In 1942, at the height of his fame, Augustus John predicted that 'fifty years from now I shall be known as the brother of Gwen John'. Gwen John (1876 - 1939) is indeed now recognised as a great artistic innovator, yet for years her life remained shrouded in the myth of the solitary recluse. Born in Pembrokeshire, Gwen followed her brother to the Slade. Her future was bound up with Augustus, his women and his coteries, yet she was also daring and highly original, living determinedly in her own way. Defiant yet shy, she painted and modelled amid the Bohemian circles of early twentieth-century Paris and embarked on a long, intense love affair with France's most legendary artistic figure, the sculptor Rodin. A friend of Symbolist poets and post-Impressionist painters, later she turned increasingly to religion, achieving a deep serenity which masked her inner turbulence, creating her haunting paintings - delicate, austere, restrained and still. Based on her lively and passionate unpublished letters and copiously illustrated, this vivid new biography challenges our prejudices about the ways we evaluate women artists and finally uncovers the life of this ardent and complicated personality, one of the finest artists of her day.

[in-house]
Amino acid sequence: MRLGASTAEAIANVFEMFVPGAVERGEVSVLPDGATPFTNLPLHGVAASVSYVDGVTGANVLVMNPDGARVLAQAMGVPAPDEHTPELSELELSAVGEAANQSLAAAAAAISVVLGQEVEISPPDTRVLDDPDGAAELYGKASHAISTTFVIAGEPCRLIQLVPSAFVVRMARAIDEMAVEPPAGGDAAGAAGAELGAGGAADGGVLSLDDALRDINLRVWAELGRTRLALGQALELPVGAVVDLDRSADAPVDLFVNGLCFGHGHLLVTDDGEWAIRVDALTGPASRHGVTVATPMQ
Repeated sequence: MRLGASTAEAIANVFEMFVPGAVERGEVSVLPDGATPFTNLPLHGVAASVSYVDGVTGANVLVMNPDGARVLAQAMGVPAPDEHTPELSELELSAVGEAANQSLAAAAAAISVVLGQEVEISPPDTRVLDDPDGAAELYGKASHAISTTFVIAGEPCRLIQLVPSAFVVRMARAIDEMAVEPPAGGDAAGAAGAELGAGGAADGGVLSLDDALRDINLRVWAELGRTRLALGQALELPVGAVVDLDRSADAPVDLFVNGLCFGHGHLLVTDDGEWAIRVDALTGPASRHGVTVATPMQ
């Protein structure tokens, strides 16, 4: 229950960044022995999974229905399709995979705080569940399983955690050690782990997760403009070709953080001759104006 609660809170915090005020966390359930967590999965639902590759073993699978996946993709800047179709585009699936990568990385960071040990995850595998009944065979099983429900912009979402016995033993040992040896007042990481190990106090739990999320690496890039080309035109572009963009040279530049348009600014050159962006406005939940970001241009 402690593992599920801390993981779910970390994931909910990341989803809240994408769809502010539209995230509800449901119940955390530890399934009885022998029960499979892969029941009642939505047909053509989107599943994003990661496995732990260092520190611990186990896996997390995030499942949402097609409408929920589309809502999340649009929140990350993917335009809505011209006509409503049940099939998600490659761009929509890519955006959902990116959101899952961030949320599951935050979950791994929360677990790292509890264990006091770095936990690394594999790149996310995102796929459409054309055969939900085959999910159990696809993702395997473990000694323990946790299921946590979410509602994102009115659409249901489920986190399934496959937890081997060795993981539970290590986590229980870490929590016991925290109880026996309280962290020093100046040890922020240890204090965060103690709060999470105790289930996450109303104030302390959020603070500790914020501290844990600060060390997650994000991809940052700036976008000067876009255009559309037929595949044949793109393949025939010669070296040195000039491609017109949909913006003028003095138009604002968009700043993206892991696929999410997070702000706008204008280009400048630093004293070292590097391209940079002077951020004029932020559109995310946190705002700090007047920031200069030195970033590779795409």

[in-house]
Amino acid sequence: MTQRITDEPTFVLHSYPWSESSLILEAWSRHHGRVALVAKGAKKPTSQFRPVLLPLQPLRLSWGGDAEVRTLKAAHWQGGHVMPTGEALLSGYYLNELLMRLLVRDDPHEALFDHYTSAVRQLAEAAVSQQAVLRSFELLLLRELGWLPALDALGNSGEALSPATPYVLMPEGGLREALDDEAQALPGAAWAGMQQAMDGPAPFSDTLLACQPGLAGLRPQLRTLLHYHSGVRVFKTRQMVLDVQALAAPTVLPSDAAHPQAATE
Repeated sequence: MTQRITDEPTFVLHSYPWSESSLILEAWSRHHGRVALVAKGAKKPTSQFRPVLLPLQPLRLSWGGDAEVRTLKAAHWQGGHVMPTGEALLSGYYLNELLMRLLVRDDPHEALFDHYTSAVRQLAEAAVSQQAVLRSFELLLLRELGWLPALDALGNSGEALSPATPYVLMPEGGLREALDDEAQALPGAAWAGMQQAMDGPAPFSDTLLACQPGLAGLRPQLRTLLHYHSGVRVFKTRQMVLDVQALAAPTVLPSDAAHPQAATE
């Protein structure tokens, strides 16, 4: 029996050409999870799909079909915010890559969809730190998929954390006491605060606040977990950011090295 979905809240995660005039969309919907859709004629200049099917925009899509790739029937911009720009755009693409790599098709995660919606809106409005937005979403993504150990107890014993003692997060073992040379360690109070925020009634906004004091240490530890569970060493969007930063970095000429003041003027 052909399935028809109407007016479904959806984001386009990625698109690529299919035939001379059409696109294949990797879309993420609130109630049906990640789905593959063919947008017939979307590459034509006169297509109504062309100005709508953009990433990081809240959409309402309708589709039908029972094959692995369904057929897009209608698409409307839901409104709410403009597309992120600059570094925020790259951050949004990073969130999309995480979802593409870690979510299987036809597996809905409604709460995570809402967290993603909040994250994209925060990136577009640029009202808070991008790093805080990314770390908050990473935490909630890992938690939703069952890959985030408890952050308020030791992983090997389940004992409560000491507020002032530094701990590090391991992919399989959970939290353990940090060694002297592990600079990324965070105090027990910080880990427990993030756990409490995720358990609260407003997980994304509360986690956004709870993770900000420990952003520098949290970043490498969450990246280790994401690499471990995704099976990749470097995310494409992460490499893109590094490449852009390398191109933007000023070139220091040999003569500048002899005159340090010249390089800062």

Important Notice: The digital edition of this book is missing some of the images or content found in the physical edition.
British novelist, poet and critic Roe (Estella) offers a biography of the painter John (1876 1939), who focused on Whistler-like portraits and spent some time as mistress to the great French sculptor Auguste Rodin. Once undervalued because of the celebrity of her now-neglected painter brother Augustus John (1878 1961), Gwen John is an utterly British subject in her lifelong shyness and reticence, yet offers a welcome alternative for Brit-o-phile readers weary of the Bloomsbury circle (Roe's Writing and Gender: Virginia Woolf's Writing Practice among the plethora of titles). This new book tells more than most readers will want to know about degrees of feeling in John's relationship with Rodin and her emotions when she loses her cat, Quinet. Despite the book's subtitle, there is mostly vague and generalized analysis of the paintings themselves: "...her work gained a strong, fluid sense of immediacy and an intimacy between artist and subject," is a typical assay. The many women Johns painted reveal some interesting psychological states, including bleary depression, sexual repression and clear excitement sometimes all in the same image. But Roe gets too caught up in landlords' bills and the like, and fails to focus clearly on John's highest achievements (shown in 16 pages of b&w and color images). As a modern woman artist, Johns had a life about one-tenth as interesting as that of contemporaries like Mina Loy, but this recognition of her contribution should at least restore her to the era's artistic ferment.